Headwaters lakes and reservoirs: The headwaters region includes thousands of lakes and is the largest contributor to America’s first reservoir system. Created by the Corps of Engineers over 100 years ago, the reservoirs provide a wide range of scenic views.
Prairie river: From Brainerd to St. Anthony Falls, the Mississippi becomes a prairie river as it straightens out and islands replace oxbows. Here, the prairie runs up to the river’s banks, not bluffs.
St. Anthony Falls: No place anchors the Mississippi’s significance in the Twin Cities like St. Anthony Falls — the river’s only major waterfall. Its physical power gave rise to Minneapolis, but its scenic power has drawn nationally known artists since the 1800s and still attracts modern-day painters and photographers.
The gorge: Below the falls, the Mississippi drops into the 8.5-mile gorge, stepping down 110 feet through three locks and dams, running between bluffs one-quarter to one-third of a mile apart. Nowhere does the river fall so quickly over such a short distance.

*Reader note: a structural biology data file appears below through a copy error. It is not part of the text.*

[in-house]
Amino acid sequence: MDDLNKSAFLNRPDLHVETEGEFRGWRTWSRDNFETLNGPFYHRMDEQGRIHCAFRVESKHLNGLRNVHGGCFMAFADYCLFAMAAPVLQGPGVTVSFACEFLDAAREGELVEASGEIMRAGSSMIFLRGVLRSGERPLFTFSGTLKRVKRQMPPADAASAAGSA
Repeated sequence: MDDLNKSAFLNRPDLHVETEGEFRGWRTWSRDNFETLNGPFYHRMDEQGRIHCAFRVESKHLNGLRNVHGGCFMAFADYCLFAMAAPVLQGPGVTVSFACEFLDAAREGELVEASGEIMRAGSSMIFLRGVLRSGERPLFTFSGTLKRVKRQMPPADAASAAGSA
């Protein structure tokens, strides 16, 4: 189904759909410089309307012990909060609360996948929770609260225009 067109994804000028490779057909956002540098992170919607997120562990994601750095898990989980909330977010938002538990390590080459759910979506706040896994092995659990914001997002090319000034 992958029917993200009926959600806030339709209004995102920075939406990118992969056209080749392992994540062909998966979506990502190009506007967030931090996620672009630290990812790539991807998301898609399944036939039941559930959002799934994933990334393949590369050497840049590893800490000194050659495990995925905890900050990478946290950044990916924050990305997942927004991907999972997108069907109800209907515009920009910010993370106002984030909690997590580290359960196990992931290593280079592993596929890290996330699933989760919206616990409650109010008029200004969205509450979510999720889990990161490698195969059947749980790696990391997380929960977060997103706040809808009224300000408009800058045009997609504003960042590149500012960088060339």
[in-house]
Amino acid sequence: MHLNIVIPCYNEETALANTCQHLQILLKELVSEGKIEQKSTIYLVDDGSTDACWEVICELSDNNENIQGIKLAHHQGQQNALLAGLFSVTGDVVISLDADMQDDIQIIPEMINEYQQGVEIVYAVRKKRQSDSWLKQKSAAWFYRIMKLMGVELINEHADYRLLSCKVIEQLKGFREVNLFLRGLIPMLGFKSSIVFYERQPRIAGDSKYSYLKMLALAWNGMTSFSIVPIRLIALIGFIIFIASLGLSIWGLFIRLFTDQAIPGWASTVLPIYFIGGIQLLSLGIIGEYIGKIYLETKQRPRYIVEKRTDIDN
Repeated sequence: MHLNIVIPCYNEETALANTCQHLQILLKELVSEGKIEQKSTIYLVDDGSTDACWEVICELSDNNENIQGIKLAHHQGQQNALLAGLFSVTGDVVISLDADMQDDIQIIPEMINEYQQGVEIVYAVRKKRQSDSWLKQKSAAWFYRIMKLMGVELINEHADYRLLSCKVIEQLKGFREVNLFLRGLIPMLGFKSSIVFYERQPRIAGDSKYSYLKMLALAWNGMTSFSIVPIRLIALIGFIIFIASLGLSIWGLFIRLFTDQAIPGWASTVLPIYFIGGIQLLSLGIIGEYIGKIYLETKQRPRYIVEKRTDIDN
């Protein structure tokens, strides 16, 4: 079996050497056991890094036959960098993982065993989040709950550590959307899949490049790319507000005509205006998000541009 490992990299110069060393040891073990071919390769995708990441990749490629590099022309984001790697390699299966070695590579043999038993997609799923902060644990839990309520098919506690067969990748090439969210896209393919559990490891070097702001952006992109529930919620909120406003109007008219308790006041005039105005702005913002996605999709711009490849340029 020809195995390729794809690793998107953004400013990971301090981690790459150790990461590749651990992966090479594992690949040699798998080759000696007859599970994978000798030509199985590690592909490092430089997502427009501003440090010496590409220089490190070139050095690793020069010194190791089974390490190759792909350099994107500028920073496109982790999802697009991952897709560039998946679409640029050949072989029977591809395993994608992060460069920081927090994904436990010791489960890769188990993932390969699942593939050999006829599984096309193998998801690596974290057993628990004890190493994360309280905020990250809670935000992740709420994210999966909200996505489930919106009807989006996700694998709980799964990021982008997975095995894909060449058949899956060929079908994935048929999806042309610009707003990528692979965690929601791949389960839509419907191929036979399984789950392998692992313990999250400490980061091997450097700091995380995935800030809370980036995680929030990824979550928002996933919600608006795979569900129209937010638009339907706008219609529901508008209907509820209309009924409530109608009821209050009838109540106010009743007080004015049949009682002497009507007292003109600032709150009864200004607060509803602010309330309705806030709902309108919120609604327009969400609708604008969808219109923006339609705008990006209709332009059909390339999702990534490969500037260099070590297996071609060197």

The Big River: The Big River – the river of Mark Twain — begins at the confluence of the Mississippi and Minnesota rivers. It is characterized by a broad valley and a wide floodplain, with many side channels, backwater lakes and wooded islands.
Driftless Area: Below Hastings, the Mississippi enters the Driftless Area, with its distinctive limestone bluffs. During the last ice age, glaciers bypassed the Driftless Area, creating a unique and nationally significant landscape.
Source: Minnesota Mississippi River Parkway Commission.